Jazzman’s new CD ‘Limpopo’ is quite a trip; release party Friday and Saturday at Fresh Ketch
Listening to Niall McGuinness & the New World Jazz Project’s CD “Limpopo” is like taking a trip around the world.
Flavors of Africa, Portugal, Costa Rica, Puerto Rico and the Southern California coast are evident in a variety of jazz motifs ranging from smooth adult contemporary to hard bop. Worldwide travel was the inspiration for the album’s 10 songs, seven being McGuinness originals.
“One’s creativity is divined from one’s experience, and when you travel around, that’s a big part of that experience,” McGuinness said. “That can be quite a seedbed for musical inspiration.”
McGuinness, by day a second-grade teacher at Sierra House School, has been working professionally in music for 30 years. The saxophonist-flutist-percussionist previously recorded with the Tahoe acoustic trio Bodhi Tree. “Limpopo” is his first individual album.
“It’s a milestone that I’ve postponed for too long,” said McGuinness, who surrounded himself from talented jazzmen from the region. “But by postponing it, I had more original material from which to choose.”
McGuinness recorded “Limpopo” in the fall at Reno’s Sierra Sonics Recording Mansion, which numerous big-name artists, including Willie Nelson, Diana Ross, Steve Vai and Thomas Dolby, have used. The spacious studio has a state-of-the-art analog Solid State Logic board made in Oxford, England, a Neumann U67 microphone and an acoustic Kawai grand piano, played by one of the stars of the album, 23-year-old musical phenom Tristan Selzler.
“Tristan was a fearless burner in the studio,” McGuinness said. “He’s a young cat who doesn’t play it safe. He had a dynamite solo on ‘El Sueno.’ “
Selzler shared keyboard duties with Kris Landrum, who played an electric Rhodes.
“Kris plays a more subdued role, but it’s very tasty and totally in the genre I was shooting for,” McGuinness said.
The rhythm section was drummers Neil Strocchio and the South Shore’s Eric Finkelstein, bassist Kyle Rothchild and Eric Middleton, percussion director of the Reno Philharmonic, whose performance on congas, bongos and shekere added world spice to “Limpopo.”
“It’s a pleasure to work on an album full of original material,” Finkelstein said. “It’s honest in that it wasn’t edited to death.”
Here’s a look at the 10 songs:
The title track is named for the river separating South Africa and Mozambique, which McGuinness and his “soul mate” Mary once crossed on an adventuresome trip. Moreover, the song is an upbeat way to introduce the album. The soprano saxophone in a major key evokes a happy feeling of travel, and the shekere made by Gail Finkelstein, which appears on the CD cover, adds to its African delivery. Finkelstein picked up the gourd to make the instrument at Folsom’s Zittel Farms.
‘You Don’t Know What Love Is’
McGuinness’ instrumental version contrasts the song first recorded by Diana Washington in 1955, and covered by Billie Holiday and Warren Zevon. McGuinness sings the lyrics through his alto sax, a method he usually employs on vocally led tunes.
McGuinness plays tenor in honor of a memorable February sunset at Laguna Beach. Snow-locked Tahoe residents with wanderlust can relate.
Nat Adderley wrote this song when playing with his brother Cannonball, Lionel Hampton and J.J. Johnson, and it led the way to the soul-jazz genre, along with trumpeter Lee Morgan and his song “Sidewinder.” “Jive Samba” hit the pop charts in 1964, practically unheard-of for a jazz song.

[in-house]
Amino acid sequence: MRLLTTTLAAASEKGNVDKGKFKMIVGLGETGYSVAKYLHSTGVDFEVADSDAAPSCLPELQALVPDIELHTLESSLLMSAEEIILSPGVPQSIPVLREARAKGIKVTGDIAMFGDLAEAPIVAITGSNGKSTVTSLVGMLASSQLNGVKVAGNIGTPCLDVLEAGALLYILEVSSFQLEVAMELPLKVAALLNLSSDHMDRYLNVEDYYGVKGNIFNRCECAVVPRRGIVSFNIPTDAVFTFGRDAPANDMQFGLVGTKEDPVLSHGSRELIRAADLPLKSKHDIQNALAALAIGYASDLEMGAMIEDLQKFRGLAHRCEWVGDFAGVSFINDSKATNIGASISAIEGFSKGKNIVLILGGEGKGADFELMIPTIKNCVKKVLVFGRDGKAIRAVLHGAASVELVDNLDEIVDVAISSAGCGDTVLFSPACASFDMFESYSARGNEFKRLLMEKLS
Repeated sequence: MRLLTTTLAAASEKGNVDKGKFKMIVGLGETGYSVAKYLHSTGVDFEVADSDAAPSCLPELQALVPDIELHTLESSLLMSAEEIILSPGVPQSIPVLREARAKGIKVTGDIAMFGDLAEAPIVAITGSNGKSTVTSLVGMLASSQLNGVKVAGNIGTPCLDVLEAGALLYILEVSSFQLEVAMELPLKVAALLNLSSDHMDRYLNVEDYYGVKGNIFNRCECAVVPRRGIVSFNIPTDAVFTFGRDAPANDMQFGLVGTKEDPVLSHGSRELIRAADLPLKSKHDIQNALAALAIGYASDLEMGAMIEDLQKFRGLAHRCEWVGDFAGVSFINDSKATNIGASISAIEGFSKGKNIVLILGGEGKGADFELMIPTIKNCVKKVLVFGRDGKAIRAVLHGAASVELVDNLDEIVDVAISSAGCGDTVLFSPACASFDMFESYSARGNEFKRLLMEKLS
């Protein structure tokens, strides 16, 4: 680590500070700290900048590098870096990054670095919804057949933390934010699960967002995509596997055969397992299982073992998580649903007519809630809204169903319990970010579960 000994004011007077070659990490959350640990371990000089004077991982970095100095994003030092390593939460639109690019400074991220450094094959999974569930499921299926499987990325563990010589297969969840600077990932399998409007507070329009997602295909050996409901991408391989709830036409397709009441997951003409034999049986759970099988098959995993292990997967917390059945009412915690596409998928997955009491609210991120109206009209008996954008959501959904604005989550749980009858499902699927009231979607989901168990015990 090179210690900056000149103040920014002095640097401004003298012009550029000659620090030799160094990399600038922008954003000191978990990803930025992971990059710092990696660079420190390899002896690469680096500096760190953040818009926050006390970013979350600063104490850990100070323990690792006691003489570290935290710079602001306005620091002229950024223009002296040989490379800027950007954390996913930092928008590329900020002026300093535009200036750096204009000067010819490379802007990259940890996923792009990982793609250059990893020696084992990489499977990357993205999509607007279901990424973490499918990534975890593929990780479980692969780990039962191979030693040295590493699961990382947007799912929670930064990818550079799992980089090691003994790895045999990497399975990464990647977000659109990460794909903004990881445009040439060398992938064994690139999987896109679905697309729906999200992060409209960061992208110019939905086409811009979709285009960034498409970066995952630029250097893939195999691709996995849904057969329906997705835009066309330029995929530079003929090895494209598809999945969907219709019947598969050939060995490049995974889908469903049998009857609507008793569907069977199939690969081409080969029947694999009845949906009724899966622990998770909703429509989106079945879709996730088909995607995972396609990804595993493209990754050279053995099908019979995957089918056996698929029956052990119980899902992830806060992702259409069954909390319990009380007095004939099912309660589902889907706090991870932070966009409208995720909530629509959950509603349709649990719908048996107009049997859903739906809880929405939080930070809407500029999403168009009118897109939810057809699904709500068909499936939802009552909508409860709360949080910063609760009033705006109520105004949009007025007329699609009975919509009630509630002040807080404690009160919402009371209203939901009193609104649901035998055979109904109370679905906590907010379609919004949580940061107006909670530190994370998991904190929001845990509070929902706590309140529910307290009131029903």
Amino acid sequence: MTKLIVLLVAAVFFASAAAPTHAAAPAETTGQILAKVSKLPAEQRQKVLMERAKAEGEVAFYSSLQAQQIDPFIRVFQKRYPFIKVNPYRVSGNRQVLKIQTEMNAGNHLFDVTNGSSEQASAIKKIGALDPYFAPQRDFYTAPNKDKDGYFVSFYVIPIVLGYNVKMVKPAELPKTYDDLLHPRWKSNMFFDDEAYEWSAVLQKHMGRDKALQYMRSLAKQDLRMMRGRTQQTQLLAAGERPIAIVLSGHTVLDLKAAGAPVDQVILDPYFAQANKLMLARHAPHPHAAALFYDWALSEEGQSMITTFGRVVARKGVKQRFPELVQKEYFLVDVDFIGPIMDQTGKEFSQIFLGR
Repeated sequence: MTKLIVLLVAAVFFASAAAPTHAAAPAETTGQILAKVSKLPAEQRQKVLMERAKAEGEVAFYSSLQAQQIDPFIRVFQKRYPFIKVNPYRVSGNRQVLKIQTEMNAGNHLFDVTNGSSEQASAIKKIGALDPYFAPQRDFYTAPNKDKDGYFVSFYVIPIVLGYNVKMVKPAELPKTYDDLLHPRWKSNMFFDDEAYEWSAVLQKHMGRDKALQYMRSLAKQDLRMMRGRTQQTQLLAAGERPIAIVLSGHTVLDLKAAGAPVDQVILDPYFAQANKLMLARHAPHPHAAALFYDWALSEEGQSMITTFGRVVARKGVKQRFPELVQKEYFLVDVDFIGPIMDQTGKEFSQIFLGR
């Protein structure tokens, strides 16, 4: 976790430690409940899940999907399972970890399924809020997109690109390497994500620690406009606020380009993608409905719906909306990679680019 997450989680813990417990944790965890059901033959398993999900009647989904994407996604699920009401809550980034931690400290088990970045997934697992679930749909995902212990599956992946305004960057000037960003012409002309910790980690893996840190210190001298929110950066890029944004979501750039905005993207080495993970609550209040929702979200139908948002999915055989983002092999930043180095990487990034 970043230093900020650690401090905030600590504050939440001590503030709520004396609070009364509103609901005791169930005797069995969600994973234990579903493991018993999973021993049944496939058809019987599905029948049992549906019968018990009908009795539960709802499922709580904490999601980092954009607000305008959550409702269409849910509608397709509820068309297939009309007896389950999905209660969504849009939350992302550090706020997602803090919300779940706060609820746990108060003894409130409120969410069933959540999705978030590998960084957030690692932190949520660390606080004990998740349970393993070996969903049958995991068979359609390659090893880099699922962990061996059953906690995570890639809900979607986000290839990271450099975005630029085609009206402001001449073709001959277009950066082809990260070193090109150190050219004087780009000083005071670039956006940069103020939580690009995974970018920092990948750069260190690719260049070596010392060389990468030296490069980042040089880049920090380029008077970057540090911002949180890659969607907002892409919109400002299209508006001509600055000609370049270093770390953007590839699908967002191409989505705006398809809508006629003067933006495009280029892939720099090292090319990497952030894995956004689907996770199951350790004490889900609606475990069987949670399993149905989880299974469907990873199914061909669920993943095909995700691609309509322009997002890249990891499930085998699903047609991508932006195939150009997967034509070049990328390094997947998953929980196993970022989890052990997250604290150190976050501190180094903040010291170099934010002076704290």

This Latin lick featuring the flute and Middleton’s congas goes back to the days of McGuinness’ youth, growing up and later driving a cab for 10 years and earning a degree from the University of Miami. “Flute is an intricate part of Latin music, especially Latin jazz,” McGuinness said. “You’ve got the freedom to improvise but have the percussion to hold the audience. With Latin jazz, (percussion) is that rhythmic pillar for the audience to hold on to.”
‘Estrada do Sol’
This Portuguese song featuring tenor sax is so obscure, McGuinness said his is the only recorded version he knows of. Although he didn’t write it, McGuinness says it a definitive track: “I was able to play this tune and hear this tune and say, ‘Yes, that’s me.’ “
‘Wait a Minute’
This one’s bebop. When McGuinness went to London on a Fulbright scholarship in 2002-03 to teach third grade, he packed all of his horns and a tuxedo. “I thought I was going to break out over there,” he said. “But I didn’t have time. I lived right outside a busy thoroughfare with cars going day and night. It was such an opposite feel from Lake Tahoe.” He wrote the song in his London flat. A frenzied pace conveyed is the most upbeat song on the album.
‘Call of the Tucan
McGuinness was backpacking in Costa Rica when he heard this melody from a toucan, the first he had seen outside of an aviary. Like “Estrada do Sol” and “Laguna Sunday,” it a percussion-rich tune. Also listen for the samba whistle.
Nearly all of the solos on the album are first takes, and this one is no exception. Selzler takes off first, followed by Eric Finkelstein. “That’s what jazz is all about ” to make a cohesive statement extemporaneously,” the polysyllabic sax player said.
This classic Latin cha-cha-cha song is a homage to flutist Dave Valentine. “It’s like you’re walking down the street,” McGuinness said. “It’s that kind of tempo. It’s relaxed. You’re not really going anywhere because you’re already there.” The closing song remains constant with the world flavor; this one’s from Puerto Rico. It feels contemplative, which is appropriate. After all, we’ve just circled the globe in about 70 minutes.
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